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COMMONWEALTH v. SAVAGE (01/15/69)

decided: January 15, 1969.

COMMONWEALTH
v.
SAVAGE, APPELLANT



Appeal from order of Court of Quarter Sessions of Philadelphia County, Dec. T., 1965, No. 1155, in case of Commonwealth v. Louis Savage.

COUNSEL

Elizabeth Langford Green and Melvin Dildine, Assistant Defenders, and Herman I. Pollock, Defender, for appellant.

Edward G. Rendell and James D. Crawford, Assistant District Attorneys, Richard A. Sprague, First Assistant District Attorney, and Arlen Specter, District Attorney, for Commonwealth, appellee.

Bell, C. J., Jones, Cohen, Eagen, O'Brien and Roberts, JJ. Opinion by Mr. Justice Jones.

Author: Jones

[ 433 Pa. Page 97]

Louis O. Savage (appellant) was indicted on a charge of murder for the stabbing death of Matthew Datts. On April 6, 1966, he entered a plea of guilty to murder generally and was convicted of voluntary manslaughter and sentenced to four to twelve years' imprisonment. No direct appeal was taken.

Subsequently appellant filed a petition under the Post Conviction Hearing Act alleging that his guilty plea was entered without knowledge or understanding. A hearing was ordered for February 19, 1968. At the hearing, appellant testified he had not talked with his court-appointed lawyers about the crime until the day

[ 433 Pa. Page 98]

    of the trial and then for only three or four minutes. He said that he was never informed about the plea he eventually made, nor was he told what a general plea meant. Although the trial judge thoroughly examined appellant before taking the plea, appellant testified that he either did not hear the judge's questions or else did not understand them. At the post-conviction hearing counsel for appellant introduced his classification summary from Graterford Prison which termed appellant a mental defective.

Appellant raises two questions for our consideration. First, he contends, in the alternative, that the record establishes that he was not mentally competent to plead guilty or else more extensive tests and another hearing should be ordered to determine whether he was sufficiently competent to plead. Second, he contends that his guilty plea was not made knowingly and intelligently.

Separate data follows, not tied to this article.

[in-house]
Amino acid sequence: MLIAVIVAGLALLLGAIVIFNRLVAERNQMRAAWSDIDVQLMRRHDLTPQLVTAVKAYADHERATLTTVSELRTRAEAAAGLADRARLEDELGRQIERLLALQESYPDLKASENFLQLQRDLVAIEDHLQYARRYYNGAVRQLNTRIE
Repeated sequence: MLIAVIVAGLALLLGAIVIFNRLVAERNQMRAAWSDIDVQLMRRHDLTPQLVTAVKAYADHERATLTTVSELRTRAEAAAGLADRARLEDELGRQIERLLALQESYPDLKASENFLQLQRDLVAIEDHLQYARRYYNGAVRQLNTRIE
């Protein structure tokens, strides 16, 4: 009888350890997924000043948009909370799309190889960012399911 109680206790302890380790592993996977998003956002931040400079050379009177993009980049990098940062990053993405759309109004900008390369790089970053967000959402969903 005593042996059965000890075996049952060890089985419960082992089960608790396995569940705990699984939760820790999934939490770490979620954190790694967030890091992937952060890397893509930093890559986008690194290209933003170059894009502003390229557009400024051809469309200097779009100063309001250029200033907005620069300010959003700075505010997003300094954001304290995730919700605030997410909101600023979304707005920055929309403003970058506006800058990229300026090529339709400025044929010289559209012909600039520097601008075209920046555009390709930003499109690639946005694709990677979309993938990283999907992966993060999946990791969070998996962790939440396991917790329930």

The test governing the competency of an accused to plead guilty was set forth by this Court in Commonwealth ex rel. Hilberry v. Maroney, 424 Pa. 493, 495, 227 A.2d 159 (1967): "[T]he test to be applied in determining the legal sufficiency of his mental capacity to stand trial, or enter a plea at the time involved, is not the M'Naghten 'right or wrong' test, but rather his ability to comprehend his position as one accused of murder and to cooperate with his counsel in making a rational defense. [Citing authorities]. Or stated another way, did he have sufficient ability at the pertinent time to consult with his lawyers with a reasonable degree of rational understanding, and have a rational as well as a factual understanding of the proceedings against him." See: Commonwealth v. Harris, 431 Pa. 114, 116-17, 243 A.2d 408 (1968). In a post-conviction hearing, the burden of proof is on the petitioner to prove that he was not competent to plead

[ 433 Pa. Page 99]

    guilty. Commonwealth ex rel. West v. Rundle, 428 Pa. 102, 104, 237 A.2d 196 (1968); Commonwealth v. McCauley, 428 Pa. 107, 108, 237 A.2d 204 (1968). The hearing judge determined that the petitioner had not carried his burden; we are ...


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